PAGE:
Two other minor parties endorsed the Citizens ticket in 1984. The Socialist Party USA National Convention in New York City from September 3 to 5, 1983 voted to try to run a joint ticket with the Citizens Party, and the Peace and Freedom Party in California endorsed Johnson for President (although it ran Emma Wong Mar for Vice President).

In spite of the two additional endorsements, the Citizens Party suffered serious setbacks during 1984. It ran fewer candidates for office: one for the Senate (IL), one for Governor (VT), and two for the U.S. House. Johnson appeared on the ballot in thirteen states under the Citizens banner, two as an Independent, one (AR) as the Citizens Group nominee, and one (PA) as the Consumer nominee. The Citizens Party vote fell by two thirds – to 72,153 although Johnson significantly improved upon Commoner’s totals in PA and in LA.

1986 election cycle and party dissolution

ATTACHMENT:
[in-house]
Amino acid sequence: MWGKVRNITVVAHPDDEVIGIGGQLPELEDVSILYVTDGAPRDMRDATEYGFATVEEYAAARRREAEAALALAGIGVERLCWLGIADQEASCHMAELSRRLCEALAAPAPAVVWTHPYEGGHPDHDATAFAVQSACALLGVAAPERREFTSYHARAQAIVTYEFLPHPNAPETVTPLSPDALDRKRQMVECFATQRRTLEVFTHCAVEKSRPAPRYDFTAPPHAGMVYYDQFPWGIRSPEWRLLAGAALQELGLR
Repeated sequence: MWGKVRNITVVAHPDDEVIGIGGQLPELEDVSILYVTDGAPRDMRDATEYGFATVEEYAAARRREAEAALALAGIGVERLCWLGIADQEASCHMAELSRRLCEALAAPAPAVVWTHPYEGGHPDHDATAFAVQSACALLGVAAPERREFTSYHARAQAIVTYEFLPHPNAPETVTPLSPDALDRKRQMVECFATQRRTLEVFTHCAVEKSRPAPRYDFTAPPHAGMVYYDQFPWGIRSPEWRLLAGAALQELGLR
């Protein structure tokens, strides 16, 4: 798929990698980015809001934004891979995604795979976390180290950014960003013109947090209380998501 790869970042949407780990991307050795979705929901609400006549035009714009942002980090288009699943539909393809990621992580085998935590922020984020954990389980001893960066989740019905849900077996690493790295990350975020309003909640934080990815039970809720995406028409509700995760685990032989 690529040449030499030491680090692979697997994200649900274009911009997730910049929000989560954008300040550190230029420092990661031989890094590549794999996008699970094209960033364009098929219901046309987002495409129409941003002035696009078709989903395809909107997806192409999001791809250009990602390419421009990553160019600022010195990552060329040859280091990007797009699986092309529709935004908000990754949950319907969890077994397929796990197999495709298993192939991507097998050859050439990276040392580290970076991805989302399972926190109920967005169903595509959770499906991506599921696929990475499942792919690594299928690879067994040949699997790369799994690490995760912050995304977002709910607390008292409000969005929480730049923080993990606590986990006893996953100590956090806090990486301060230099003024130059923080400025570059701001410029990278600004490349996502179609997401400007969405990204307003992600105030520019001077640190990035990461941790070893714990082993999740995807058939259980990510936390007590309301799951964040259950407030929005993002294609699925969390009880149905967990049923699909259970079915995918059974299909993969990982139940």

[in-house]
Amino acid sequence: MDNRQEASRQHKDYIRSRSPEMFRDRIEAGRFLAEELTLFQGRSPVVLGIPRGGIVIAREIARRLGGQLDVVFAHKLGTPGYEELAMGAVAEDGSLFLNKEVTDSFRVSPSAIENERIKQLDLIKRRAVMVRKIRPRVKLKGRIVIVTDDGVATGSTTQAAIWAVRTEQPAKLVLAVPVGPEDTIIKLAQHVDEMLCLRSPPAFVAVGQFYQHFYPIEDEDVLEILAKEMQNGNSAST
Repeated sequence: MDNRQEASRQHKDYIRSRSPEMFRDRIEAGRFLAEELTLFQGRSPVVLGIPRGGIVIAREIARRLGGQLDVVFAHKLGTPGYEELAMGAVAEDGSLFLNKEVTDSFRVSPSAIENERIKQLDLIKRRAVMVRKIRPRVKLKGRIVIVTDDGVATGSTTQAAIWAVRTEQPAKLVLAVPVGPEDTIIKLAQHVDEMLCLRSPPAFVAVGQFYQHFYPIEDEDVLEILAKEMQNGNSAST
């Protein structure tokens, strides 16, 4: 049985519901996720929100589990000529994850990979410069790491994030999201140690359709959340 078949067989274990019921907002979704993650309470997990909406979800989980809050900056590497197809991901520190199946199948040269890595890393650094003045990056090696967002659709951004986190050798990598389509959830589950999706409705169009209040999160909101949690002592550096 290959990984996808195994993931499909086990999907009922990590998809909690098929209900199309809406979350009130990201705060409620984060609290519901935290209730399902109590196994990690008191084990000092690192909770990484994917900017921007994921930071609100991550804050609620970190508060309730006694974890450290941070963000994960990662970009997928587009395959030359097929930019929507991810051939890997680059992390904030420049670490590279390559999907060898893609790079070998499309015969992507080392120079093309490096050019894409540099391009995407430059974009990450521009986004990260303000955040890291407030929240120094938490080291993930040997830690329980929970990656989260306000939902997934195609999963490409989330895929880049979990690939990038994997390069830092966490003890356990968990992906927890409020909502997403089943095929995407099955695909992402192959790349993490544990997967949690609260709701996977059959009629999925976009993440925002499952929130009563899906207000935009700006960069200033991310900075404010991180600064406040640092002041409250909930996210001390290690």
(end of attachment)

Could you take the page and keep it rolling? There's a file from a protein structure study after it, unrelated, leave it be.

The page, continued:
In the 1986 election, the Citizens Party once again offered four candidates: two for Governor (PA and RI), one for the Senate (PA), and one for the U.S. House (MN). Two of these four candidates were actually Consumer Party candidates in PA.

After the disappointing number of votes cast in favor of the Citizens Party nominees, the Party disintegrated. The 1987 Socialist Party National Convention nominated its own Presidential ticket of Willa Kenoyer (a former co-chair of the Citizens Party) and Ron Ehrenreich for 1988, while the Consumer Party in Pennsylvania resumed its separate existence, picking up the remaining pieces of the Citizens Party.

Presidential election summary

The Citizens Party nominated two candidates for President of the United States:

See also

Further reading

  • Bullshit: The Media As Power Brokers in Presidential Elections by Jeffrey Gale 213 pages Publisher: Bold Hawk Press (July 1, 1988) ISBN 0-9620243-0-9.
  • New York Citizens Party. The Citizens Party salutes Gay Pride Week; vote for Barry Commoner for President and LaDonna Harris for Vice-President in 1980. the Party, New York. 1980.
  • James T. Havel, U.S. Presidential Candidates and the Elections (NYC: Mac-Millan Library Reference USA, 1996)